A Journey of Hope: Unlocking the Power of Refugee Education

Written by Cherinet Hariffo

A Journey of Hope: Unlocking the Power of Refugee Education

Written by Cherinet Hariffo
20 June 2024
Cherinet standing laughing surrounded by school children whom he is high-fiving

Imagine being just nine years old and having to leave everything you know behind—your home, your friends, even your country—because it's no longer safe. This was my reality. At a tender age, I was forced to flee my country and found myself seeking refuge in Kenya. I arrived as an unaccompanied minor, without family or friends. Vulnerable to many dangers, including child trafficking, I held on to a strong desire to learn and educate myself. I lived in a UNHCR-led safe house on the outskirts of Nairobi, where I was enrolled in Kilimani Primary School. Despite the hardships, I excelled academically thanks to the support of dedicated teachers and staff from UNHCR, HIAS, and the Norwegian Refugee Council.

Living as a refugee, the barriers to education are immense. Schools are often scarce, resources are limited, and the constant upheaval of relocating disrupts any semblance of a stable learning environment. According to UNHCR, over half of the 7.1 million school-age refugee children around the world are out of school. Education is more than just reading, writing, and arithmetic.

It's a lifeline that can pull individuals, families, and entire communities out of the cycle of poverty  and crisis. It offers a pathway to integration and acceptance in host countries. So, one must ask: What would the world look like if we embraced the potential of every refugee child?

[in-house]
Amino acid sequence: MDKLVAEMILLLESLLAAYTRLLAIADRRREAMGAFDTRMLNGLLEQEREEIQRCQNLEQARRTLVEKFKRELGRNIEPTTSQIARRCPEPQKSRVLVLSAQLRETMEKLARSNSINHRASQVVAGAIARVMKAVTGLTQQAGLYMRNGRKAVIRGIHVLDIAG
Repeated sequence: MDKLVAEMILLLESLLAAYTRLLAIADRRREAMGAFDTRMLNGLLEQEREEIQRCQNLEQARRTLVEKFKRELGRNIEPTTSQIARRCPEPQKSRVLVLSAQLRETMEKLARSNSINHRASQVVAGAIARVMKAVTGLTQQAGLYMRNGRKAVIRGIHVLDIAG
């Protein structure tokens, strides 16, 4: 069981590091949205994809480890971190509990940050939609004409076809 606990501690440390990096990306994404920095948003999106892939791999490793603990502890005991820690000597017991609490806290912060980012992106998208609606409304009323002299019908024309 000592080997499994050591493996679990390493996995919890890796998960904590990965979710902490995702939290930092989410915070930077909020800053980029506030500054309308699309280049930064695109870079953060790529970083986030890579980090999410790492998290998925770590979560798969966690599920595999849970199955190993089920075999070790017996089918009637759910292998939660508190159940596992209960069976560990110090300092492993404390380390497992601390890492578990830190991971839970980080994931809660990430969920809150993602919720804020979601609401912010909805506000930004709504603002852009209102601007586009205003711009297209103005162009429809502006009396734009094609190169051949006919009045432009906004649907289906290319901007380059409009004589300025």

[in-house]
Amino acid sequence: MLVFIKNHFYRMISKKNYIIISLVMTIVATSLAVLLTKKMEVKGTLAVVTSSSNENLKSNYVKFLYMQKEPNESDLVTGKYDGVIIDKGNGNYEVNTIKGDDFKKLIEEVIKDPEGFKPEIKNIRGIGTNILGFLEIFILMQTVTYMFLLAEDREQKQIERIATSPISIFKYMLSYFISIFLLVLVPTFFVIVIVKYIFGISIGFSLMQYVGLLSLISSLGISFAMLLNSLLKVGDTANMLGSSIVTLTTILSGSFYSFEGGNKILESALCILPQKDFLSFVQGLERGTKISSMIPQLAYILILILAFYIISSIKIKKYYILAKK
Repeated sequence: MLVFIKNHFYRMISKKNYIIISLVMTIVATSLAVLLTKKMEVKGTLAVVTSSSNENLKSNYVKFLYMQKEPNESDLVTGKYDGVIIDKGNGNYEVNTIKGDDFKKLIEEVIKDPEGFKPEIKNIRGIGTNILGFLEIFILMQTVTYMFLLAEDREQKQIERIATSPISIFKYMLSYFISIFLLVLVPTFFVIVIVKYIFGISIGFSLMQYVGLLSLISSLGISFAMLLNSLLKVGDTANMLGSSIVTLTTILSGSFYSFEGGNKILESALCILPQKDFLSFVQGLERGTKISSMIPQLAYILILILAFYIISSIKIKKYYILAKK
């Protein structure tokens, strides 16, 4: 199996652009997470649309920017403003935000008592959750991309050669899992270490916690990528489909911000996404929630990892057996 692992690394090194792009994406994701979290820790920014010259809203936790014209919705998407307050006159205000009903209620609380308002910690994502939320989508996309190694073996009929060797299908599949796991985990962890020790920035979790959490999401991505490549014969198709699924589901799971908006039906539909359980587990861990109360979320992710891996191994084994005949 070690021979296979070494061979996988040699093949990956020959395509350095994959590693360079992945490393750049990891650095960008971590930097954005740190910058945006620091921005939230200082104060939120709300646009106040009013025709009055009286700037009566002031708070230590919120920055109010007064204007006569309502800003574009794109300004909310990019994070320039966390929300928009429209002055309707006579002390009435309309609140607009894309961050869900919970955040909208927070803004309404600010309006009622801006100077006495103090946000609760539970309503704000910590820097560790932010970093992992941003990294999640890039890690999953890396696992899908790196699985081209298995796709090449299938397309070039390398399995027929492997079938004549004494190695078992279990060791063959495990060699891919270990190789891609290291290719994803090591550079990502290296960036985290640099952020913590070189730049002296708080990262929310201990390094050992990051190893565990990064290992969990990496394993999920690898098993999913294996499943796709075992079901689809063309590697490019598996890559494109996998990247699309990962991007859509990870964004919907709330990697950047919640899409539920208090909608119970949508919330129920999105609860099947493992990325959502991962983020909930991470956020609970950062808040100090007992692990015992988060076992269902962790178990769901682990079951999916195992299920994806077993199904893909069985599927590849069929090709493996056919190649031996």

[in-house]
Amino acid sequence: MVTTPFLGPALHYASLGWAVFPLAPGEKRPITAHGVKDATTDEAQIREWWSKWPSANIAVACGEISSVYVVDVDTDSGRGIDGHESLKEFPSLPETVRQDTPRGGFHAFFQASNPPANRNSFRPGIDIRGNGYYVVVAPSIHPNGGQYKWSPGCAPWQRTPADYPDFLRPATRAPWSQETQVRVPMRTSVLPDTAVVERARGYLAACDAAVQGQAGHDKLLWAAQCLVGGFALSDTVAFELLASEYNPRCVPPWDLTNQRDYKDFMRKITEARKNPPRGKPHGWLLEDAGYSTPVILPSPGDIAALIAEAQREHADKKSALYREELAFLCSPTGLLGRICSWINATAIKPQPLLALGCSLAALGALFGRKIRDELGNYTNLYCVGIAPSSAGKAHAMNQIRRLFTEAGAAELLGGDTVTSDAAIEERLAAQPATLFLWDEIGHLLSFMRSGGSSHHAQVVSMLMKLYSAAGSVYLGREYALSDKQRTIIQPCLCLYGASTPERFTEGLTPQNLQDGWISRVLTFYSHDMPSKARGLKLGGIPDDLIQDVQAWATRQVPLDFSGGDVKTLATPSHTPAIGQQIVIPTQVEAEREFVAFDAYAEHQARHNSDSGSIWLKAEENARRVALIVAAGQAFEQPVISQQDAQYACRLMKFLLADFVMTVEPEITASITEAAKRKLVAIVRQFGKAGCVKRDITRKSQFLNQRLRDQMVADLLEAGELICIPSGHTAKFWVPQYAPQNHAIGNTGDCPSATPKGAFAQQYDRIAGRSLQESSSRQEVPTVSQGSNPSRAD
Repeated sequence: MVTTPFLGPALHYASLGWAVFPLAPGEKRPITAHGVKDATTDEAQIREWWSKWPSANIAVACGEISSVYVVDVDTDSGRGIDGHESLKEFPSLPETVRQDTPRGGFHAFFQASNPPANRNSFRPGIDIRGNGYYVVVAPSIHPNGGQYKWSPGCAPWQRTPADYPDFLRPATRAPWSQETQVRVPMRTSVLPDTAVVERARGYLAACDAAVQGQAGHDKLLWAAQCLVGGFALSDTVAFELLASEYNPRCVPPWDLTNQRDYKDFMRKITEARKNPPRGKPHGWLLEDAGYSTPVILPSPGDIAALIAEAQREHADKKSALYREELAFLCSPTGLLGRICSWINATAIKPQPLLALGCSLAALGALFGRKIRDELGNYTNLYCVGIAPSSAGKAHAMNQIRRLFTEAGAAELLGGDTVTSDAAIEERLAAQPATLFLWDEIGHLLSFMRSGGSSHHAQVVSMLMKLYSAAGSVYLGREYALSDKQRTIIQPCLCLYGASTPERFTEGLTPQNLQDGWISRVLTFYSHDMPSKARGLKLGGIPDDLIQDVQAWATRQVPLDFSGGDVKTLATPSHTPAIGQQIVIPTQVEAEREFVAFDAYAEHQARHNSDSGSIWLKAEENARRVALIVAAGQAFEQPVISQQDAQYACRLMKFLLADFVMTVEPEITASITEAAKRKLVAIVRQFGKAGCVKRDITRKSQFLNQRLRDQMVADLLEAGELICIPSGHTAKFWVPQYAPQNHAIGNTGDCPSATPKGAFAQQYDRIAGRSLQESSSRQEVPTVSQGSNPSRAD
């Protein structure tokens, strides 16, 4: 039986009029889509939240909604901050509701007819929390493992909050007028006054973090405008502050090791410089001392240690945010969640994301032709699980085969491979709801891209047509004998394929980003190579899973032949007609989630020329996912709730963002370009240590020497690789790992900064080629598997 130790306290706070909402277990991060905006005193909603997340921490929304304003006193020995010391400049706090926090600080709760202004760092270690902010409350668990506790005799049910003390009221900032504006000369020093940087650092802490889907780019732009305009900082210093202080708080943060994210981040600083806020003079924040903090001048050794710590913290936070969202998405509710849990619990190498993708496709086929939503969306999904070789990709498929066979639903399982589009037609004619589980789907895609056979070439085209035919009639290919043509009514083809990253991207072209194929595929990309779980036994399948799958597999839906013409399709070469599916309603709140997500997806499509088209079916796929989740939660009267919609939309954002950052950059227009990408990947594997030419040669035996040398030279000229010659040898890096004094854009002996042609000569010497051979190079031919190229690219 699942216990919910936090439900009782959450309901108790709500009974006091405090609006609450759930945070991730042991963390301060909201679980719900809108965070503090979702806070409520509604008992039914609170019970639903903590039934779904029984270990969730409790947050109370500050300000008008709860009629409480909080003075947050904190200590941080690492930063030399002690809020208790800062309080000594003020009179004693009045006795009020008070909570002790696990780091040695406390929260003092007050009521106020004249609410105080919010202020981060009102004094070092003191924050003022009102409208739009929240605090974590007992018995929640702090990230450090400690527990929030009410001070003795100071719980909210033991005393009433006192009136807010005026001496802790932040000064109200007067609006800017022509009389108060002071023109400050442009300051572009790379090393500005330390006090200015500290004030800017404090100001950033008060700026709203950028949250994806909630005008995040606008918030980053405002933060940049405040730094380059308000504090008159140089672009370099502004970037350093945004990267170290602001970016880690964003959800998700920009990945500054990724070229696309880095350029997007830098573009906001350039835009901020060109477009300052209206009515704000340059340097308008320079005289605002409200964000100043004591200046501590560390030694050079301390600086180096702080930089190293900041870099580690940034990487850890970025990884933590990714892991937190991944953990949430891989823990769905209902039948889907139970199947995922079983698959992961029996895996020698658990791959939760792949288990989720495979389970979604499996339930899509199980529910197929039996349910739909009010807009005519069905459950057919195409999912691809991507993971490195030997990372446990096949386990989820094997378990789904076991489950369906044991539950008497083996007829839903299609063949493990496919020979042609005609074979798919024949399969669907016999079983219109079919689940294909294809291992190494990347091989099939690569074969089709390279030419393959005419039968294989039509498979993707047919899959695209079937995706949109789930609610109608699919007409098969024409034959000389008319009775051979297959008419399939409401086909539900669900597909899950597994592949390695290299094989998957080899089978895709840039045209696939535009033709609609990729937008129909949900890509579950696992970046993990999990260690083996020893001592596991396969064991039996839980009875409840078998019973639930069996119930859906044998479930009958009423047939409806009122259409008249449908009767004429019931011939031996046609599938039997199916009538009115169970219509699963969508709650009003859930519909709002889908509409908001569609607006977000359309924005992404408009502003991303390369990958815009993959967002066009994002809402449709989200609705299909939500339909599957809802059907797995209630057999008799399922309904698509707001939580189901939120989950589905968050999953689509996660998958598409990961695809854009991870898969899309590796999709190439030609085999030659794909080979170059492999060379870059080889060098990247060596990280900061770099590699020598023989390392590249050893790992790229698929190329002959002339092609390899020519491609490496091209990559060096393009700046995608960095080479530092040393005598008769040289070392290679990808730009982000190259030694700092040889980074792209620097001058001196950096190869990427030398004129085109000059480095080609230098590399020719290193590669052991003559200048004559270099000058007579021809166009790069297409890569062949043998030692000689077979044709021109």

My journey continued when I was granted resettlement under the U.S. Refugee Admission Program. I received the opportunity to attend high school and catch up on my education in just two years at Lower Merion High School, earning a scholarship to attend Temple University. At Temple, I played an active role in advocating for refugee education both at my school and at the United Nations. I graduated in three years with a Bachelor's degree in Political Science and a minor in Legal Studies. These experiences underscored the transformative impact of education and fueled my commitment to advocate for others like me.

Last year, I had the honor of attending the Global Refugee Forum 2023 in Geneva, where leaders and policymakers pledged to support refugee education. Yet, the reality remains grim, and progress is slow. The gap in refugee education is not closing quickly enough. This disconnect between promises made and actions taken raises a critical question: Why are we falling short when the stakes are so high? The importance of following through on these commitments cannot be overstated. Imagine the potential that remains untapped, the dreams that are deferred, and the futures that hang in the balance. By investing in refugee education, we are not only transforming individual lives but also enriching our global community.

This brings us to a pivotal point: Governments, international organizations and all stakeholders must intensify their efforts and implement the almost 1,900 pledges made during the GFR 2023. It's not enough to make pledges; we need concrete, actionable plans that sustainably increase access to quality education for all refugee children and youths.